Thursday, 11 October 2018

Top 5 Tips for buying vintage items online

It's easy to make mistakes, or to be duped when buying vintage items online - here are my Top 5 Tips to save you from getting caught out.




If like me you love vintage stuff for your decor, then by now you have probably realised that online sellers offer a treasure trove of glorious vintage stuff to discover.

The internet with selling sites like eBay, Gumtree and Etsy as well as private websites, have bought a much wider variety of vintage items to your door than you would have ever discovered in a lifetime doing things the traditional way, visiting flea markets, garage sales and antique or second hand stores.

But this plethora of vintage items has also at times brought with it a new way of shopping that has it's pitfalls for the unwary. Buying site unseen from photos and descriptions relies heavily on the seller knowing their stuff, accurately describing it, and being honest.

Most sellers I believe are not intentionally trying to mislead you, but often do so out of ignorance or careless use of adjectives, lackadaisical measurements (yes I just casually threw in that vintage adjective for your reading pleasure! Lackadaisical - lacking enthusiasm and determination; carelessly lazy), or maybe just bad photography.

I have made mistakes buying vintage stuff online more than once, but have learnt from these experiences and I will share these with you, so maybe you can avoid some of the pitfalls!

So fellow hunters of vintage treasures here are my Top 5 Tips to hopefully keep you safe from disaster when buying vintage online:


1. Check Measurements


It's so easy in your excitement at finding the perfect vintage piece for that spot on your sideboard or in your entry foyer that you forget to ask it's measurements. Furniture is more an obvious one for knowing the size of something, however still check with the seller if the size of furniture pieces is important.

I was buying some bedside tables and I asked the seller the height of them, they advised 80cm high. I thought that sounded high but was what I wanted, so asked them to check again and they confirmed the size. On collection of the furniture I was not paying attention and on arriving home I started to think something wasn't right, they looked shorter than expected and sure enough they were only 65cm high!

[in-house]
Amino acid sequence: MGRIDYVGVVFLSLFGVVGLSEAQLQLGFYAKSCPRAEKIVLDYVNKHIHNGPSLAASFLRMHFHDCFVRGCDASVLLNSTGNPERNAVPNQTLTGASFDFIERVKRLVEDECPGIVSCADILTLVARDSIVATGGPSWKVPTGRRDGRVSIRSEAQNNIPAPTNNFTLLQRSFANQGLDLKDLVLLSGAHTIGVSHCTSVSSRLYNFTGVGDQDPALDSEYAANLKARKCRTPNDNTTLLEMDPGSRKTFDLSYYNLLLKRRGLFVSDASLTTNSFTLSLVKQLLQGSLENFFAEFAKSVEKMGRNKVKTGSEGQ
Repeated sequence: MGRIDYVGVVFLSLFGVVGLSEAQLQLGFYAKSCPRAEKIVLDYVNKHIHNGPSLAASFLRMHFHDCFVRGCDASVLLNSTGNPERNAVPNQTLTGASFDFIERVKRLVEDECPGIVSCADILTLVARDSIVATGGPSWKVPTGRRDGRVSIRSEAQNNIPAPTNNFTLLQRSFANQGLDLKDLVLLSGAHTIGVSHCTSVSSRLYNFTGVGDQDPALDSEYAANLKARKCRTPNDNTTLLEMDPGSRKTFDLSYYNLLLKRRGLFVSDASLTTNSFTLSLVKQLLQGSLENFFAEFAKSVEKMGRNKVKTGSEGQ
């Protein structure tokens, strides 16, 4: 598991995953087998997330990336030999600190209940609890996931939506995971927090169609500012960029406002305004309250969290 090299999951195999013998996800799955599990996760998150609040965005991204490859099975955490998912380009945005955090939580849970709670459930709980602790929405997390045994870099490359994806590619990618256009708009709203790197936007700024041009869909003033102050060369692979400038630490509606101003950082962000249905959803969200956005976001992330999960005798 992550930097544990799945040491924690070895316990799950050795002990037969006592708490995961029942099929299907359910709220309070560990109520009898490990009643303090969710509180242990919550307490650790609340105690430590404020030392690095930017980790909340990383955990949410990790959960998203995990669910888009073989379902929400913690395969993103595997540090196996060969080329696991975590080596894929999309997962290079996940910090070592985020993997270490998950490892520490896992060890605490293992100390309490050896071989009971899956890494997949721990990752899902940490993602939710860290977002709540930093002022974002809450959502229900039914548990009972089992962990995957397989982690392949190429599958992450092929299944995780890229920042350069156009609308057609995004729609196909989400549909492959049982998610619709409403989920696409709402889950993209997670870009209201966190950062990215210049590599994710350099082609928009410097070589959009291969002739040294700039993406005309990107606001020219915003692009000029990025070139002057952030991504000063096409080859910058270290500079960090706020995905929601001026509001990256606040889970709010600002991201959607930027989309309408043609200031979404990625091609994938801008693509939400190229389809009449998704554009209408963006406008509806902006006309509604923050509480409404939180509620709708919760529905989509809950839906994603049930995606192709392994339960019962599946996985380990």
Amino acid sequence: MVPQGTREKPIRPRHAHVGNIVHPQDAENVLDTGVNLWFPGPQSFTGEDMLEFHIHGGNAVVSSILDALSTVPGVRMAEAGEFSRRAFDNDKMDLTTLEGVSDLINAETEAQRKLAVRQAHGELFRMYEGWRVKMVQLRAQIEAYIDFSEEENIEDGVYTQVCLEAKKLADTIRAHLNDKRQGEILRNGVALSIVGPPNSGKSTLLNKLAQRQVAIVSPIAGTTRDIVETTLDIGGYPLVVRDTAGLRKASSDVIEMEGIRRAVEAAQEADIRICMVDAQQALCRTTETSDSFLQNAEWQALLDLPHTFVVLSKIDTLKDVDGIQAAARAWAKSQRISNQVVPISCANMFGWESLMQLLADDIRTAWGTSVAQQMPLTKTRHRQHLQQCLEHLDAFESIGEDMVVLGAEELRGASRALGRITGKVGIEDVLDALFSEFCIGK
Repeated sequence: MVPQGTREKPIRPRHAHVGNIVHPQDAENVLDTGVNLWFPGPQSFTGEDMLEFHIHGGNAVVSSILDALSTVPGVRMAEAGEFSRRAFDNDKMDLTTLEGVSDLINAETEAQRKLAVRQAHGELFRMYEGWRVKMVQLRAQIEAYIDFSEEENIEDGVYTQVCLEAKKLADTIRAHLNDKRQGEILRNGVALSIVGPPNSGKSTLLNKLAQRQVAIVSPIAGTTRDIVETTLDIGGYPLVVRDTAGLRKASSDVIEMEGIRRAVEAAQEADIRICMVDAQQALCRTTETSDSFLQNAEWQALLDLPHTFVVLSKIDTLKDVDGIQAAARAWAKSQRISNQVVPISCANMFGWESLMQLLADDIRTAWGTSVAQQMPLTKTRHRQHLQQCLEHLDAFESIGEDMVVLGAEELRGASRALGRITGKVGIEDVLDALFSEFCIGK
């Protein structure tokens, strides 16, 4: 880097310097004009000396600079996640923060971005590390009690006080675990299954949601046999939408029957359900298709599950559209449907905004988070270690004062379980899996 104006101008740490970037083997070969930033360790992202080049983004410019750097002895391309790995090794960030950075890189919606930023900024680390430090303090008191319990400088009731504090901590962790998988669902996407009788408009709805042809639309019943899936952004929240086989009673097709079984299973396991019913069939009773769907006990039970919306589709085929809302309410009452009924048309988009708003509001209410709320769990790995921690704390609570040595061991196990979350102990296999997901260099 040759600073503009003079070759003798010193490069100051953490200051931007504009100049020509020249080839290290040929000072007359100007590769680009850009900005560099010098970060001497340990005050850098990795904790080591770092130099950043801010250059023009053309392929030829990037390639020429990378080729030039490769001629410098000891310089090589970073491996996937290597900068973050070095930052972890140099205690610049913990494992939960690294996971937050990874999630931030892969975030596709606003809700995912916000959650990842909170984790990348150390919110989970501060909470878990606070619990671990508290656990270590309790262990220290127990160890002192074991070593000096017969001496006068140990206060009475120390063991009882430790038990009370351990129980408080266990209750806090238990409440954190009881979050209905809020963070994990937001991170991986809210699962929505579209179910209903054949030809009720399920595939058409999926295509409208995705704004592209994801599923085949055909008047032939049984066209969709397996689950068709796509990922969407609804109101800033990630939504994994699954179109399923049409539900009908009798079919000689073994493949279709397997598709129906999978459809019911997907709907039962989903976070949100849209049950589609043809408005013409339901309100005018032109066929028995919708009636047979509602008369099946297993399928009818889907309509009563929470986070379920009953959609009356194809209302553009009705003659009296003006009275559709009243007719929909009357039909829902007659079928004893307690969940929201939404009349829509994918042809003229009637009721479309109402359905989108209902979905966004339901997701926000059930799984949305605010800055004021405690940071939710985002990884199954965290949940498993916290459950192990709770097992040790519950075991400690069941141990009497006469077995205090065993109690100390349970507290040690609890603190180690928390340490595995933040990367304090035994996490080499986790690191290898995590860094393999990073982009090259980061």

I emailed the seller with a photo of them with a tape measure showing the actual height and expressing my disappointment as they had twice confirmed the height was 80cm! Luckily the seller was a decent person and advised he hadn't measured them personally as he was selling them for his dad who had provided the measurements, he apologised and offered me a partial refund, I ended up getting about 50% of the cost back and I was happy with the outcome. The side tables are being used in a different room for now and may get a height makeover at some stage in the future.

So the lesson here is if something doesn't look the size you expect, double check and measure again on collection!

Another time I was looking for some white porcelain rabbits for an Easter display I wanted to make for my sideboard, I saw some grouped together in a photo that looked just right, but not knowing the sizes of the other items they were with I made the mistake of assuming they were the size I was imagining of around 15cm or 6 inches high. I didn't ask the size and when I went to collect them they turned out to be only 5cm or 2 inches high! Disappointing!  But not the sellers fault in this case so I paid for them and accepted the lesson learnt.

But in the end even though they didn't work out for my Easter display plans, they worked really well for the Spring display I ended up using them in. Read that post on how I made the centrepiece here.

Wooden brick mould purchased from French Knot with the 'mini' rabbits





2. Clarify descriptions with good communication